Most of us have been to a car wash at least once in our lives. The ones that are the most fun, for kids and adults alike, are the kind where you remain in the car, shift into neutral and float along on the conveyor belt.
First, there’s a spray of water from one side, then the soap hits the car from somewhere else, and for an additional couple bucks you can get some hot wax so that the shine lasts longer.
Finally, big rubber pieces envelope the car and dry it without so much as a scratch. Thirty seconds after this wash cycle has begun, you’re driving out in your car that looks like a million bucks. That is, until you realize that the interior of your car still has windows that are smudged from the inside, a few cookie crumbs are on the floor, there’s an empty Styrofoam container from your most recent cuppa and there are even a few loose coins embedded in the seat.
What can you do to get rid of the mess inside? The only way to clean it is to open up your door and let some guy with a bottle of Windex and a vacuum jump in and do the rest of the job.
On Yom Kippur we all go to the synagogue, sit down, position ourselves in neutral and wait for the conveyor belt to begin moving.
The rabbi zaps you from this side, the cantor gets you from the other side, sit down, stand up, sit down. There’s a sermon, the Torah reading, and before you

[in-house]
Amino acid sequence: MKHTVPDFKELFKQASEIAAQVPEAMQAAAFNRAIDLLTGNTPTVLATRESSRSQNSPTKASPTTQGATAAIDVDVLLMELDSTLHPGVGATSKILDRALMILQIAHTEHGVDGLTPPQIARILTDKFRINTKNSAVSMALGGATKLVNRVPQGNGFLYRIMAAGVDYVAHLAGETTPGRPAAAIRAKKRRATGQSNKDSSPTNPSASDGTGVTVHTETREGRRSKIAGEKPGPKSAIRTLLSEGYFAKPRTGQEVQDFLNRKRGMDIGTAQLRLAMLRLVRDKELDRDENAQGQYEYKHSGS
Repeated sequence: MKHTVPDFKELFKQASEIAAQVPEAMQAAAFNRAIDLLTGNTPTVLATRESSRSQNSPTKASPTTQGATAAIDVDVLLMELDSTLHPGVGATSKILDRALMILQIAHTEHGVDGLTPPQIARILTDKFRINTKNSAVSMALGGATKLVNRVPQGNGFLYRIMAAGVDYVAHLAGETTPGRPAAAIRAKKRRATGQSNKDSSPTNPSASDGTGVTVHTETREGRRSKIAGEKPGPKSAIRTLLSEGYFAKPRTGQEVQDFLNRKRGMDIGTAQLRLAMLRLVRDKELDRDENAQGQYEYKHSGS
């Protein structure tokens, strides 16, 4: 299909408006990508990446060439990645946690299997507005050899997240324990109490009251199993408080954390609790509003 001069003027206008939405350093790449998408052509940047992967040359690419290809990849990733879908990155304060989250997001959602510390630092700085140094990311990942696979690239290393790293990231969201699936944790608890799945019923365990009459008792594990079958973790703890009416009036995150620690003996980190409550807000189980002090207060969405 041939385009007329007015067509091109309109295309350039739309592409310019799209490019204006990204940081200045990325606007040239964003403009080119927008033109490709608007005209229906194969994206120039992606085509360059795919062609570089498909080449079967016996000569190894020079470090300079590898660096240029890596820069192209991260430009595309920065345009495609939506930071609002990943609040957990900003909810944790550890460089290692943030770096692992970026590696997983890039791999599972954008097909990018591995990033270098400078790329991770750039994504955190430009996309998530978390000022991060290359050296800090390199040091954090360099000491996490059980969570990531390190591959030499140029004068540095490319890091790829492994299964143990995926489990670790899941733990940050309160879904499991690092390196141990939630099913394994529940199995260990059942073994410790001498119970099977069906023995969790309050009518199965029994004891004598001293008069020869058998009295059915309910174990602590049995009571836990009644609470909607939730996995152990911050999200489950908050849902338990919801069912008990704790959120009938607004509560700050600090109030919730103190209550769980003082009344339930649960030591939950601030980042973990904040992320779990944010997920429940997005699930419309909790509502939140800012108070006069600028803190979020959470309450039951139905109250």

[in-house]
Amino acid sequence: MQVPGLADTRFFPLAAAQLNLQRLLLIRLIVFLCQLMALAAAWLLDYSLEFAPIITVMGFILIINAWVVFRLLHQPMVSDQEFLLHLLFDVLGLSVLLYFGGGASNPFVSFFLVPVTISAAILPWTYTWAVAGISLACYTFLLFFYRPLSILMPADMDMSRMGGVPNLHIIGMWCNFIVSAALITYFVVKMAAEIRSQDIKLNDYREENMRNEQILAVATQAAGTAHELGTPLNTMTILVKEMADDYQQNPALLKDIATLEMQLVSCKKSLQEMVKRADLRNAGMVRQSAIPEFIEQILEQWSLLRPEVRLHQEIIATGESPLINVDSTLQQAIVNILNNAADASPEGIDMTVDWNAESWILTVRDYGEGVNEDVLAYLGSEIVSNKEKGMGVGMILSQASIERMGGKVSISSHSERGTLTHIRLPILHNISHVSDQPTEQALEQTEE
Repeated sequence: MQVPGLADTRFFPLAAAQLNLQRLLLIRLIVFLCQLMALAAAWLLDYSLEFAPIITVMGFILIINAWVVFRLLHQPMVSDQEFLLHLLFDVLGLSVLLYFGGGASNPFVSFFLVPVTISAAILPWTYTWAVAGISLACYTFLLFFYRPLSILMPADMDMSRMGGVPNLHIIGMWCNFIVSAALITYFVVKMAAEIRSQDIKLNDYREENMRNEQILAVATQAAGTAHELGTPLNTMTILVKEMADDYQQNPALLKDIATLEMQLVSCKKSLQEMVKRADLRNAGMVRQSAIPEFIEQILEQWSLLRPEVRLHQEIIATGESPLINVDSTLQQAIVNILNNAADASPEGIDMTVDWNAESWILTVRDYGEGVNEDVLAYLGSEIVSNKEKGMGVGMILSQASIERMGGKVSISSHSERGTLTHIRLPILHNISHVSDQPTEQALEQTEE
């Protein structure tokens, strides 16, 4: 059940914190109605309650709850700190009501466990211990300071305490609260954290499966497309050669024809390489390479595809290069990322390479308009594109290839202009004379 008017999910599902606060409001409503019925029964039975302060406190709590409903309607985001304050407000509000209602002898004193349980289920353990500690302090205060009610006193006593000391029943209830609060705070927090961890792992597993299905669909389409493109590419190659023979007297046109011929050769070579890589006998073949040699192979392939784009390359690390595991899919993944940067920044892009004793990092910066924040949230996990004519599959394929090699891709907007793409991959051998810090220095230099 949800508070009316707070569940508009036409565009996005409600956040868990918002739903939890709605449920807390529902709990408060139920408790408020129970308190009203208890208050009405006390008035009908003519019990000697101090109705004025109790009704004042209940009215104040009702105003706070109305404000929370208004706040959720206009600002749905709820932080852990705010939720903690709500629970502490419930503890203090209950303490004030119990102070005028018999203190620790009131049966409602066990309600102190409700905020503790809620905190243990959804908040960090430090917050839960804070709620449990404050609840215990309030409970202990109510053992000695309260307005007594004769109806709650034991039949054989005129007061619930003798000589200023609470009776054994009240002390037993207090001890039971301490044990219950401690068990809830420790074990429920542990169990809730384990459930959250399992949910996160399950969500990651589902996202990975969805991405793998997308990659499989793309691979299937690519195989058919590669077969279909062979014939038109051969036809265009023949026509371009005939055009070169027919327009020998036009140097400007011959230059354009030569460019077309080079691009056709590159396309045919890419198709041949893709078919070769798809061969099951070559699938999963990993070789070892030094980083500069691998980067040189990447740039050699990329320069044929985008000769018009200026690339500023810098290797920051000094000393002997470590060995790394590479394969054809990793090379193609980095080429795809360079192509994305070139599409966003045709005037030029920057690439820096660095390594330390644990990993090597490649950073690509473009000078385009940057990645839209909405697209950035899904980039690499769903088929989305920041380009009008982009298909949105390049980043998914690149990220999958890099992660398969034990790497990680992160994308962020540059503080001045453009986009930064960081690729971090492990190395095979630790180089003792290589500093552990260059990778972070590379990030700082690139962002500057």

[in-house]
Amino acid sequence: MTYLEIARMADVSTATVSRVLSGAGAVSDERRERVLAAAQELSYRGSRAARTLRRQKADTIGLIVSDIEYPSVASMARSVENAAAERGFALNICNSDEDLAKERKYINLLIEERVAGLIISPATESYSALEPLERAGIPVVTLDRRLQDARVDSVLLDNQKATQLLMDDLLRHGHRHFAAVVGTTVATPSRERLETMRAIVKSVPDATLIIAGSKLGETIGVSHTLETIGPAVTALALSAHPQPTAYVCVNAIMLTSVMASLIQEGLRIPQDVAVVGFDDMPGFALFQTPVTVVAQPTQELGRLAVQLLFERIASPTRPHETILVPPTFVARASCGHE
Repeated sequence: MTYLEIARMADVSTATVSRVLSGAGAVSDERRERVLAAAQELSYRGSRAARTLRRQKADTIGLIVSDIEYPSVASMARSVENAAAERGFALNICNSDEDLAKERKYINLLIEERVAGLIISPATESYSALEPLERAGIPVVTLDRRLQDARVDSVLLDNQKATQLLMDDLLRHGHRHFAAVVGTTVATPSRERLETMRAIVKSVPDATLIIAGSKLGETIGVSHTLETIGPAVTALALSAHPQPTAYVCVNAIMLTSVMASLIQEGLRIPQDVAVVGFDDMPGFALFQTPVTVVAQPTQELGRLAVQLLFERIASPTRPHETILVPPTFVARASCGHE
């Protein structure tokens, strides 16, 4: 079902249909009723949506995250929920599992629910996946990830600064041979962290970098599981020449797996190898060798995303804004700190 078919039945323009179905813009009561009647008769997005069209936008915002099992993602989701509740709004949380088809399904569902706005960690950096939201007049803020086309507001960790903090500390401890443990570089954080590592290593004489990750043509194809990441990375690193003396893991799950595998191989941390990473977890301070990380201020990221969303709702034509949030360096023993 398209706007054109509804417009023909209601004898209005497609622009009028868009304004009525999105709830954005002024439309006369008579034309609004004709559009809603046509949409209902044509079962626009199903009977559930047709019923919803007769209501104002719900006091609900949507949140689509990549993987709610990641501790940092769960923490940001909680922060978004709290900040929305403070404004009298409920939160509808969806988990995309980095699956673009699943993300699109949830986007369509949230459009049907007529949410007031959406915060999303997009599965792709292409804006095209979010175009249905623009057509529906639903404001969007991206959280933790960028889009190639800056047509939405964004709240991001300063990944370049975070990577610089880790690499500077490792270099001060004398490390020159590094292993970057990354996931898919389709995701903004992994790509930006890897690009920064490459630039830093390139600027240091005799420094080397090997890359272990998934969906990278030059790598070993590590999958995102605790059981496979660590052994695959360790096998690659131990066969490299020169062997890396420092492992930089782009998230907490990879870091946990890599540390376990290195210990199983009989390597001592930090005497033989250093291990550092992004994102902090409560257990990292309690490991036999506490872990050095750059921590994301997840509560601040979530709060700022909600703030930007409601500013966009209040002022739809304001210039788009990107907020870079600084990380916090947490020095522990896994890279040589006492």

know it, there’s an announcement of a break and another announcement telling you when the break will be over and when the afternoon services will resume.
Many of us walk out of shul after the shofar blowing signaling the close of Yom Kippur feeling like a million bucks, all clean and shiny and new. But then it hits us. We aren’t any cleaner on the inside than when we walked in. All of those faults and bad habits we had promised ourselves we’d change are still with us. And no amount of sitting in the synagogue, no matter how much the seats cost, is going to change us.
How can we change? Unlike our cars, unfortunately, it isn’t a matter of letting someone in with rags and cleaning solution. It’s much more difficult because we’re the only ones who can really make sure that our insides get cleaned. Which isn’t to say that change has to be a solitary experience. It certainly is easier when we have help and support from the people around us.
Like a car wash, however, getting our insides clean is intrinsically tied up with “opening up.” Once we’re open to change we’re half way there.
This season of the High Holidays is the time when we contemplate our past behaviour, our involvement in Judaism, our goals and values. It is a most appropriate time to begin making the necessary changes in our lives. Open up. Try something new. Attend a Torah study class. Read an edifying Jewish book. Learn the choreography of prayer. Incorporate Jewish teachings and wisdom into your family life, parenting techniques, business relations, charitable endeavours. Add a new mitzva to your repertoire of mitvot. Clean up your insides. Then you’ll look and feel like a million bucks.
Rabbi Nir Gurevitch
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